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Canton Fair: Design, R&D, and Branding

2014-05-06 17:47:53 Caijing
Strong large- and medium-sized enterprises penetrated both ways along the industrial chain through design and R&D investment, as they sought to upgrade into high-end manufacturers.

  By staff reporter Wang Yanchun

  At this spring’s China Import & Export Fair (Canton Fair) which closed May 5, domestic and foreign designers, including famous Italian designer Stefano Giovannoni, have been much sought after by manufacturing companies.

  The meeting between manufacturers and 90 design companies from 11 countries and regions turned out to be the Fair’s most popular event.

  At the site where seven South Korean design companies teamed up with Chinese companies to set up design centers, Canton Fair Vice Secretary General Xu Bing said that Chinese manufacturers could take a page or two from their Korean counterparts. South Korea, which excels at design, is home to international brands such as Samsung and LG.

  Compared with 10 or so years ago, the Canton Fair held biannually in Guangzhou has exhibited a new trend in recent years: manufacturers have gradually shifted away from churning out low-priced homogeneous products to relying on creative design, technical development, and brand marketing for comprehensive competitiveness. Meanwhile, manufacturers have moved away from “competing for orders” to “competing for eyeballs” at the Canton Fair as they seek to win over new buyers.

  Having spotted the business opportunities brought about by the transformation of China’s manufacturing industry, DeTao Master of Automotive & Industrial Design Mathis Heller opened up a studio in Shanghai last year. Heller, who has met many Chinese manufacturers through design services, said that design-driven enterprises are substantially different from ordinary companies in terms of net profitability. “We found through 10 years of research that the profit margin of design-driven enterprises more than doubles that of ordinary companies.”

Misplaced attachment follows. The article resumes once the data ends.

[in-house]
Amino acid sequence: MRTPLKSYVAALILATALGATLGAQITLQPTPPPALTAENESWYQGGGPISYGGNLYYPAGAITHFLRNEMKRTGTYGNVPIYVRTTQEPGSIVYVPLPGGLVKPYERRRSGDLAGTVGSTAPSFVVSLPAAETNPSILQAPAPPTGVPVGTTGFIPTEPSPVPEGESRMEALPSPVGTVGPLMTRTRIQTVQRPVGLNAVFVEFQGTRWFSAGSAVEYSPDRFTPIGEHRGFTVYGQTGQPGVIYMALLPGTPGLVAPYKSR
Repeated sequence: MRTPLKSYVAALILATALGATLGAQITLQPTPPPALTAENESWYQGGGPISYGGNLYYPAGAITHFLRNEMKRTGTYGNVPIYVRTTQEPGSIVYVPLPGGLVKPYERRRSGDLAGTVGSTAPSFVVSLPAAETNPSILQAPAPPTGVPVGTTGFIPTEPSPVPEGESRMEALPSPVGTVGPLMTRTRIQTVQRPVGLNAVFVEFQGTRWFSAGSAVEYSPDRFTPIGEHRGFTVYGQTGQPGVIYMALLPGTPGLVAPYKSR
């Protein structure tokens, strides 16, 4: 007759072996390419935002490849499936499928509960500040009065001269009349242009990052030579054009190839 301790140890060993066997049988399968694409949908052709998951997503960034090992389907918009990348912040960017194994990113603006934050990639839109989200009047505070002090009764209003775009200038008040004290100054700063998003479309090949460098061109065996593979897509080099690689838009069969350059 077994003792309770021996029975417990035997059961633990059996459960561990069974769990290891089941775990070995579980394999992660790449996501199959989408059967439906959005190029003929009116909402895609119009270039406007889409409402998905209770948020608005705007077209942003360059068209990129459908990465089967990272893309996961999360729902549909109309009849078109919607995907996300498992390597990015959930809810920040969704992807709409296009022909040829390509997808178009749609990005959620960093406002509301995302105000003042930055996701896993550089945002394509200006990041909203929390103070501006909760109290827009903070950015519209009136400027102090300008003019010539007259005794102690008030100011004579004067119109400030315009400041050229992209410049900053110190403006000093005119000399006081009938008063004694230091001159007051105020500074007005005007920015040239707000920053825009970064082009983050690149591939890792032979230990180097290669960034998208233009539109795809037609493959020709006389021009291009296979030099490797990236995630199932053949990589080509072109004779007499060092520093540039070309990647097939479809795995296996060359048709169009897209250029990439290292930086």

Many small- and medium-sized (SMEs) enterprises have resorted to differentiating themselves from the competition through microdesign.

  Purchasing companies today calculate their suppliers’ material and processing costs so carefully that manufacturers gain little profit. However, some manufacturers have been gaining pricing power by increasing their products’ added value through creative design, says Jin Changbao, co-founder of Hangzhou R&D Design Co. Ltd.

  Still, some enterprises have yet to realize how much creative design matters to their brand value and put brand positioning at the core of a service model featuring brand integration. In addition, some cash-strapped SMEs, confronted by declining export orders, do not have the resources to invest in product design and innovation.

  Moreover, due to inadequate protection of intellectual property rights (IPRs), new designs are frequently copied. Giovannoni argues that in China, creating an institutional environment favorable to creative design is more important than fostering innovation-minded enterprises, because new products, which are the result of extensive survey and research efforts, are often copied by hundreds of small companies as soon as they are unveiled.

  Statistics from this spring’s Canton Fair show that although the first quarter saw a decline in China’s total exports, export orders for indigenous brands have bucked the trend, indicating that brand value is replacing low prices as a source of competitive advantage for domestic manufacturers.

  Strong large- and medium-sized enterprises penetrated both ways along the industrial chain through design and R&D investment, as they sought to upgrade into high-end manufacturers with proprietary brands and design and development capabilities.

  Caijing learned that the Ministry of Commerce is working with other government departments to strengthen promotion and support of China’s export brands. Their measures include continuing to help domestic companies with trademark registration and patent applications overseas, and assisting them in obtaining necessary certificates and deal with IPR disputes abroad. Also, owners of export brands will receive policy support in accordance with WTO rules and will be prompted to acquire proprietary IPRs and master core technologies.

  In addition, competent authorities will step up their crackdown on illegal acts such as patent infringement and counterfeiting, so as to better protect and drive forward export brands.

  Full article in Chinese:http://magazine.caijing.com.cn/2014-05-03/114149460.html

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